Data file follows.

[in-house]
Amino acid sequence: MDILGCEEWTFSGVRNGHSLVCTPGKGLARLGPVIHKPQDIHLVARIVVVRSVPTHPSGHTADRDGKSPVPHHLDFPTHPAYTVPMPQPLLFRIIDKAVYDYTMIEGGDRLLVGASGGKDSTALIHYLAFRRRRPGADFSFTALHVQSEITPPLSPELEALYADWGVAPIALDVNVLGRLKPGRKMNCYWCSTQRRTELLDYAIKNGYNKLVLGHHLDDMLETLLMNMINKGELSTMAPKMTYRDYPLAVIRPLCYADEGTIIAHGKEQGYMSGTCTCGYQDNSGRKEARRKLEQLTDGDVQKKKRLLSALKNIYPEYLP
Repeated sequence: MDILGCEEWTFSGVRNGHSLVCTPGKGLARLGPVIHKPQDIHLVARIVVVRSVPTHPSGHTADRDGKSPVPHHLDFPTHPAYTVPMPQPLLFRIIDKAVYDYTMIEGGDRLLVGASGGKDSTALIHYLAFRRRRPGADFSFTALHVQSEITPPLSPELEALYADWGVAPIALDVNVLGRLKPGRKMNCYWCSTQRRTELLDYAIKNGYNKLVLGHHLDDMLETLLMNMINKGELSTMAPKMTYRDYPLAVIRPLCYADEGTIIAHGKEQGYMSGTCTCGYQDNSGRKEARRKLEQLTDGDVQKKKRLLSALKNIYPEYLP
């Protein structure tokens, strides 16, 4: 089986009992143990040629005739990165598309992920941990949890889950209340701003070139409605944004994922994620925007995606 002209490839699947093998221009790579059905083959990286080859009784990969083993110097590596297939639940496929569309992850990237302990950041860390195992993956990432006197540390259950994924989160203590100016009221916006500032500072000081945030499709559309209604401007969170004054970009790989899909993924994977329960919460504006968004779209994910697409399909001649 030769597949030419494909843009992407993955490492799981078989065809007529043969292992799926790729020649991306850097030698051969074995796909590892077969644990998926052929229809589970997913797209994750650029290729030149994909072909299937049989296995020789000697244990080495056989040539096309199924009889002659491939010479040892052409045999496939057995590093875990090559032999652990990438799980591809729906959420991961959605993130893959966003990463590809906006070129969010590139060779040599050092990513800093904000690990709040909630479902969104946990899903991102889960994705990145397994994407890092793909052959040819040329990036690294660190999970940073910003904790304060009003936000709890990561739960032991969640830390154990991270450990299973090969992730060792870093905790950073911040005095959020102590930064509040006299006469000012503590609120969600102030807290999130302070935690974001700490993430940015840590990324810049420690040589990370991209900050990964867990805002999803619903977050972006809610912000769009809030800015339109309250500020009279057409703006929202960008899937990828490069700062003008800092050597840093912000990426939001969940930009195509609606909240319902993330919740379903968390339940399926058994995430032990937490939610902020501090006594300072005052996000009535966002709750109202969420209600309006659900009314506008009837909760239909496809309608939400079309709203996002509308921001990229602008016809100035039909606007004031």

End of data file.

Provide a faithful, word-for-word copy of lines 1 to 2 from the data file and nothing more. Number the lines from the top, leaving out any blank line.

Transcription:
[in-house]
Amino acid sequence: MDILGCEEWTFSGVRNGHSLVCTPGKGLARLGPVIHKPQDIHLVARIVVVRSVPTHPSGHTADRDGKSPVPHHLDFPTHPAYTVPMPQPLLFRIIDKAVYDYTMIEGGDRLLVGASGGKDSTALIHYLAFRRRRPGADFSFTALHVQSEITPPLSPELEALYADWGVAPIALDVNVLGRLKPGRKMNCYWCSTQRRTELLDYAIKNGYNKLVLGHHLDDMLETLLMNMINKGELSTMAPKMTYRDYPLAVIRPLCYADEGTIIAHGKEQGYMSGTCTCGYQDNSGRKEARRKLEQLTDGDVQKKKRLLSALKNIYPEYLP